How to encourage developing fine motor skills
Maybe you’ve heard the term “fine motor skills.” Knee deep in breastfeeding and diapers, you probably didn’t have too much time to think about what they are and why they are important for your growing child. Fine motor skills are small muscle movements that usually, but not exclusively, involve the hands and eyes working in tandem to perform movements requiring precision. Discover fun and easy ways to encourage developing fine motor skills at home with Daily Mom!
Examples of activities requiring fine motor skills
- cutting with scissors
- tying shoes
- stacking blocks
Fun, easy & inexpensive at home activities
Clothes pin pick up
This activity is fun for preschool and early elementary aged kids! Switch up the objects that he or she has to pick up, and the rules of the “game” that you create. Sort piles of small objects such as cotton balls, colored craft cotton puffs or beads into piles sorted by color or number groups, and place them into up-cycled objects: think an empty egg carton, or cleaned out plastic yogurt cups.
Remember when you would do just about anything for a shiny, glittery sticker? Little fingers work hard using small muscle groups to peel stickers off of their sheets and stick them down again. Make this activity extra appealing by stocking up on stickers that pique your child’s interest. Who doesn’t love a glittery unicorn or a shiny Spiderman?
Make some necklaces, bracelets and keychains all while working on fine motor skills. Your little crafter will be none the wiser, but all the stronger for it. Eyes and fingers must work together to line the beads up with the string. Incorporate some math by challenging your crafter to create patterns (blue, red, yellow, repeat). You’ll be sporting a chic new bead necklace in no time!
Tiny fingers love to mush and mold! Pick up some play doh and let your little one go to town making and then mushing one of a kind creations. Encourage and work with your child to use and develop those fine motor skills by making small balls and snake-like shapes. Your child may become frustrated if his or her creations aren’t as fantastic as yours, especially if your child is in need of fine motor skill improvement. As with all activities, remember to be patient and encouraging.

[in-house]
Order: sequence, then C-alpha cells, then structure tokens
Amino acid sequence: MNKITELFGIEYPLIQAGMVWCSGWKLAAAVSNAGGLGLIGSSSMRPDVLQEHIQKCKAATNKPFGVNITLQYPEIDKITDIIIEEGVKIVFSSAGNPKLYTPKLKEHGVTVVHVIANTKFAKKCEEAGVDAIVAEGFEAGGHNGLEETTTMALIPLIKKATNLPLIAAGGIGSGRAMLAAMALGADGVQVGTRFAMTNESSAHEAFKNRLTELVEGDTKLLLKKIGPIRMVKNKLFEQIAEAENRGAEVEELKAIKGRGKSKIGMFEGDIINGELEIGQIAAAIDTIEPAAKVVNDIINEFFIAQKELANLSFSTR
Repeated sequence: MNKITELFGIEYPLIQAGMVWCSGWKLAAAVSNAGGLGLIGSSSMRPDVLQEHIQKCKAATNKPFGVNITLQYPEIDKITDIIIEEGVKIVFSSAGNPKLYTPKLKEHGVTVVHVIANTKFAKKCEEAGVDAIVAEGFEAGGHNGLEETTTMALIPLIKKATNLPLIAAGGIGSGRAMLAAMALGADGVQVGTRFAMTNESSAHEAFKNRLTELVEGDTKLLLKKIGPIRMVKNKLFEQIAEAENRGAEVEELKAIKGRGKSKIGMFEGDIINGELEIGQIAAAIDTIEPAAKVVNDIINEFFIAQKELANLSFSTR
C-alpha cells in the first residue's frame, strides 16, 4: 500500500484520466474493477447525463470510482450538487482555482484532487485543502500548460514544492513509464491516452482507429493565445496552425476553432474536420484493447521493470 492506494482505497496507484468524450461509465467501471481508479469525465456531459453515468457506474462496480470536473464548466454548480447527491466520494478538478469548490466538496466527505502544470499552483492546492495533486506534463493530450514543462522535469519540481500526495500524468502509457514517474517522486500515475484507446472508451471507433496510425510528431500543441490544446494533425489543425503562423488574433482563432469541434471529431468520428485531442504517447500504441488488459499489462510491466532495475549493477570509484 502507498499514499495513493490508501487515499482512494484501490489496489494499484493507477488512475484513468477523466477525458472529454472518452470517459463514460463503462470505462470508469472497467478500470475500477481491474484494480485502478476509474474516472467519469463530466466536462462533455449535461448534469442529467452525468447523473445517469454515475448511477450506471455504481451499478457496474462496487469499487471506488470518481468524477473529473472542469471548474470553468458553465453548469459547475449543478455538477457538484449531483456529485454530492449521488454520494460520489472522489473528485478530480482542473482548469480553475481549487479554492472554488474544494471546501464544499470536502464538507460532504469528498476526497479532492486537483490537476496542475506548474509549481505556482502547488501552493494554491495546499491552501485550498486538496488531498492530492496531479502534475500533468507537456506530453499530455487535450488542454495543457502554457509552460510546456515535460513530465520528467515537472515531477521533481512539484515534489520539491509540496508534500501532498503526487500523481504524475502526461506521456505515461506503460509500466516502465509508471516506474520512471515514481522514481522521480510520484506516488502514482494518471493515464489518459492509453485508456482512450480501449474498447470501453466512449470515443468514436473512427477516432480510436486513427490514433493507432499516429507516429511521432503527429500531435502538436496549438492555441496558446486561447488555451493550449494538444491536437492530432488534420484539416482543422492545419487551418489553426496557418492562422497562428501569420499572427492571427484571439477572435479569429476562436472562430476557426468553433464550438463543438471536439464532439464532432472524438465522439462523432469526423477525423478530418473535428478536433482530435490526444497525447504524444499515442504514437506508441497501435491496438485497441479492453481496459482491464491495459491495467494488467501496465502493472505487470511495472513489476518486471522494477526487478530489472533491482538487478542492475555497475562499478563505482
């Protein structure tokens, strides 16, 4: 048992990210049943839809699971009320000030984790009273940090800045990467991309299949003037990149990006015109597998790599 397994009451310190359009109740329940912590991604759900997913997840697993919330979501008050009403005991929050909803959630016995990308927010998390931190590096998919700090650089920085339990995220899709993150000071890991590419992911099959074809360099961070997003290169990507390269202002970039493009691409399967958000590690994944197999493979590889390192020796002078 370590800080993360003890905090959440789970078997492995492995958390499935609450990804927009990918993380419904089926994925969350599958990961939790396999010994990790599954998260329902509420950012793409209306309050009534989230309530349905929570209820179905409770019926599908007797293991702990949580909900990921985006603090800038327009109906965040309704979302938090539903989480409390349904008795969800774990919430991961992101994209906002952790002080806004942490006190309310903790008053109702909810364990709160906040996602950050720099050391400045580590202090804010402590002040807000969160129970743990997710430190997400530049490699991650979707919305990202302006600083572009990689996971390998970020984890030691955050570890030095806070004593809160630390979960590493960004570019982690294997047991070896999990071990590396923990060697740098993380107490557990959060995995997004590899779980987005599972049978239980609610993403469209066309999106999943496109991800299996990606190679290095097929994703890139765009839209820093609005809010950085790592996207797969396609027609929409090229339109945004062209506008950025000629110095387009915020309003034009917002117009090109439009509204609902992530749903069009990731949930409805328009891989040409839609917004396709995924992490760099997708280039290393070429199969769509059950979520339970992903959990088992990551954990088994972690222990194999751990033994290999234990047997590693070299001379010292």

Putting coins in a bank
This is another fine motor skill activity that can also double as a math lesson for a preschool or early elementary aged child. Go, mom! Get a pile of coins ready and a small bank. Show your child how to push the coins in. This motion requires your little one to pinch the coin and line it up. Go a step further and identify each coin by name, then task your child with putting all the quarters in, followed by the pennies, etc. Even though the dollar value concept may be abstract to a child this age for some time, it’s never too early to get him or her acquainted with the coins and the values associated with them.
It’s important to remember that every child develops at his or her own pace, and that learning or mastering a skill may not take place at the same time for all children. When your child goes for his or her well care visit, often your pediatrician will ask questions about skills your child has (or has not) mastered. If a red flag goes up and your pediatrician feels that your child isn’t hitting key benchmarks for his or her age, your child’s doctor may suggest that your child be seen by an early intervention specialist in order to determine if he or she is eligible to receive services in order to work on areas of need.
Photo Credit: Erin G.
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